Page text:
Lamb Prices: Factories blame Brexit fears for price woes
The possibility of a hard Brexit at the end of the month is impacting the trade now, according to sheep factories.
With the October 31 deadline looming and little sign of a breakthrough, there are predictions within the UK sector that its sheepmeat export trade could be almost wiped out.
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With this cloud hanging over UK sheep farmers, they have increased kill numbers, according to factories here.
Figures from the UK suggest 37,000 carcasses a week that are usually sent to Europe could end up with no home come November, flooding the UK home market and pulling down the price of lamb.
That's what the factories here are claiming - they say the backlogs caused by the beef protests are still impacting their ability to process.
"There is still a fair backlog of sheep and we are struggling to get on top of that," said one factory.
Yesterday, most plants were quoting €4.35-4.40 for lambs and €2.40 for ewes.
Meanwhile, the wet weather in Donegal is pushing many farmers to sell stock at the moment, both sheep and cattle, according to Moyvalley Meats.
However, it says there is sluggish demand in France for lamb at the moment.
Another factory said that Mayo is particularly plentiful when it comes to ewe and lamb supplies, with "people ringing me who should not be ringing me" looking to offload sheep.
IFA sheep chairman Sean Dennehy said lamb prices are at the lowest levels they have been for several years.
He said the relentless price pressure from factories is severely undermining confidence in a very vulnerable sector and must stop.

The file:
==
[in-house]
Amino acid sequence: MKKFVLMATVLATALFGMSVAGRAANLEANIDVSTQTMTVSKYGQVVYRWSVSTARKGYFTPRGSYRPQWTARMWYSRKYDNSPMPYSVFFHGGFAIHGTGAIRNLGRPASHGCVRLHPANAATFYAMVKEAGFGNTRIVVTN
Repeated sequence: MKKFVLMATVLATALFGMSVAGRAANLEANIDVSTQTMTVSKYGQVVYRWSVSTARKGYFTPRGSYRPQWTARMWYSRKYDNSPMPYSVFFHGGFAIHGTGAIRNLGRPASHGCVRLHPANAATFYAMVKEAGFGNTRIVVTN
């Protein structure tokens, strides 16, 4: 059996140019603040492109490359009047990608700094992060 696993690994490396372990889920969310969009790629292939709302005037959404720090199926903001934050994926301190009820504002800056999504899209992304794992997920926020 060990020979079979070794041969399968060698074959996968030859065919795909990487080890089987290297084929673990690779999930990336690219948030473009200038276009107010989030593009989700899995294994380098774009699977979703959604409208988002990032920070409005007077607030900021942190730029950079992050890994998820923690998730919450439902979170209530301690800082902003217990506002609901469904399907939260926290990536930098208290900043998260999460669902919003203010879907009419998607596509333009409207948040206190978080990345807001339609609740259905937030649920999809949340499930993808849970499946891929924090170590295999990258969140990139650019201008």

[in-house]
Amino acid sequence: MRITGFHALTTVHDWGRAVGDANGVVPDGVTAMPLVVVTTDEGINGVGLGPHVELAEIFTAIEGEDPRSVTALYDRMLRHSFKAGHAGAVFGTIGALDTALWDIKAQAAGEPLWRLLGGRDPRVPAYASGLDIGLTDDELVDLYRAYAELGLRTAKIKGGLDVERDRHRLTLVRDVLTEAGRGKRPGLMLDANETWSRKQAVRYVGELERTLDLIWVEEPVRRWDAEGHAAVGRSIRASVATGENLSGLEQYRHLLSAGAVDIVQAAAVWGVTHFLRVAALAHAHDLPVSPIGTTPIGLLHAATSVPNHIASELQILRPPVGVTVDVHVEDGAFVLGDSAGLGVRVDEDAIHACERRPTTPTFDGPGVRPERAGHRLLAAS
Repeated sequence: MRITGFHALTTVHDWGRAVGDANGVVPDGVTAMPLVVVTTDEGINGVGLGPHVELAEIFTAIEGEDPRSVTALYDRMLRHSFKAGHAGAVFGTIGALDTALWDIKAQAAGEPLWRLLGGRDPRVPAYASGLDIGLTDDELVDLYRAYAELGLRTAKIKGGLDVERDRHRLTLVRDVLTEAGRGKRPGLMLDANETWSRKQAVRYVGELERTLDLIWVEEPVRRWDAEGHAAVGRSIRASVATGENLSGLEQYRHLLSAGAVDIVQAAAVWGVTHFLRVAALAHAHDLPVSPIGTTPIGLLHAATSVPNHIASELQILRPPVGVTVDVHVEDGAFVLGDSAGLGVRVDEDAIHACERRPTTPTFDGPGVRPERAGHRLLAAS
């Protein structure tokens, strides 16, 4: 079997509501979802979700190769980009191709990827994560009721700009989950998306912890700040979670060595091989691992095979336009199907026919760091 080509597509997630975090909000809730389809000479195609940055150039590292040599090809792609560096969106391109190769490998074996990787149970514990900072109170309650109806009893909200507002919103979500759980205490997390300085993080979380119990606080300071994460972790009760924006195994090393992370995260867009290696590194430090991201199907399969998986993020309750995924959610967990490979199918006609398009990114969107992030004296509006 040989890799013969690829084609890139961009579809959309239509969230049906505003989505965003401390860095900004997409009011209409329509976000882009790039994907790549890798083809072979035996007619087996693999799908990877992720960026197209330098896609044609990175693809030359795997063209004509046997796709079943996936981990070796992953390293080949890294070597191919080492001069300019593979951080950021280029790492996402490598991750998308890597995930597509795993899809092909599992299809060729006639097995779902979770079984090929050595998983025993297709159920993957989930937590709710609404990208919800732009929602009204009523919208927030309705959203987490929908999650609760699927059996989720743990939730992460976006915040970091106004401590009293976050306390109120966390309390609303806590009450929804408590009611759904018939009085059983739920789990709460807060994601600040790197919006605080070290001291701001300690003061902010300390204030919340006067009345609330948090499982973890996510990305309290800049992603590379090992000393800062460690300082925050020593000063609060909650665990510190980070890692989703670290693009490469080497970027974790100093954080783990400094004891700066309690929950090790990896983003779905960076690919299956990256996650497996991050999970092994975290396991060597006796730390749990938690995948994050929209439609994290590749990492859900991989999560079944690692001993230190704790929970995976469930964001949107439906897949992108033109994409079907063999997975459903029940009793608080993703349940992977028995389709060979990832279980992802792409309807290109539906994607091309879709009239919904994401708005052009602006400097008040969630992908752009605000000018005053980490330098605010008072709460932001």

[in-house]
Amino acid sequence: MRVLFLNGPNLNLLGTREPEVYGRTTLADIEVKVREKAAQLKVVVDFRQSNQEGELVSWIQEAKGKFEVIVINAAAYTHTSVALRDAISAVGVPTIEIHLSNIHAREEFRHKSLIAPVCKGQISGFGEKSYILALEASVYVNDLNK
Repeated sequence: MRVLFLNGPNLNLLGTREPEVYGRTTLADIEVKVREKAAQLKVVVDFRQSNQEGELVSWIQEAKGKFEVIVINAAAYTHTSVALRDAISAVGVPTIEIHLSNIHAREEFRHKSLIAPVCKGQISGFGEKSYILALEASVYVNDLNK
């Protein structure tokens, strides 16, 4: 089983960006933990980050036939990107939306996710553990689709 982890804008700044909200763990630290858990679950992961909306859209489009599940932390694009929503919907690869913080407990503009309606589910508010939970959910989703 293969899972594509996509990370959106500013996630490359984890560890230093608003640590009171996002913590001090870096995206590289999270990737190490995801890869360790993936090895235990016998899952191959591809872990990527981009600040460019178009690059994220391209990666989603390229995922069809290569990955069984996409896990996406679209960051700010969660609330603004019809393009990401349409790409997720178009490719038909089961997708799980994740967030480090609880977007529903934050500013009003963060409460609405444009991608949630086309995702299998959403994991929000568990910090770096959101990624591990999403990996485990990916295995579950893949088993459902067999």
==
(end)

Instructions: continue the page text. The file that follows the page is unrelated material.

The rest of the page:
He said IFA would be meeting with lamb processors and Meat Industry Ireland to demand an immediate price increase and stability for the sector.
Mr Dennehy added that farmers should strongly reject the lower prices offered this week by some factories.
He said the Brexit deadline has resulted in an increase slaughter of lambs in the UK to beat the deadline.
This could impact on supplies after this date and farmers should focus on moving only fit lambs.
He also said some factories are beginning to charge farmers a clipping charge of 30c/sheep.
"Farmers have to present their sheep clean, and then they are charged this fee too," he said.
However, one factory said there were issues of dirty sheep and warned such sheep would be sent home.
The week ending September 29 saw lamb imports from Northern Ireland total 7,257 head bringing exports for the year to 221,785, down 10.5pc from 247,773 imported in the same period in 2018.
There was a full yard of sheep here last week. Prices for hogget averaged €88/hd with the top call of €114/hd going to a batch of 14 blackfaced ewes. The top call among the lambs saw 12 cross-bred ewes make €80/hd, with the average price for lambs settling at €50/hd. Rams averaged €80/hd, with one Suffolk ram making €252.
Michael Harty reported a quieter trade with 34-37kg lambs selling from €70-78.50/hd and 44-45kg making €84-85.50/hd. Depending on quality, 50kg lambs made €90-94/hd, with a batch of 56kg top-quality lambs selling for €102/hd. With ewe hoggets becoming scarcer, those on sale here made €130-150hd. Cull ewes made €64-90/hd.
Another week, another big sheep sale with heavier sheep meeting a tougher trade. Heavy lambs made €95-98/hd, with prices in the factory section ranging from €86-95/hd. The store trade by contrast was lively, with stores over 35kgs making €70-84/hd while lighter lots sold in the €56-75/hd range. Cheviot X ewe lambs made €80-140/hd, with Cheviot ewe hoggets making €160-210/hd. Suffolk X hoggets sold from €155-202/hd, with Suffolk X ewe lambs making €80-140/hd. Fat ewes made €96-120 with feeder types making €60-94/hd.
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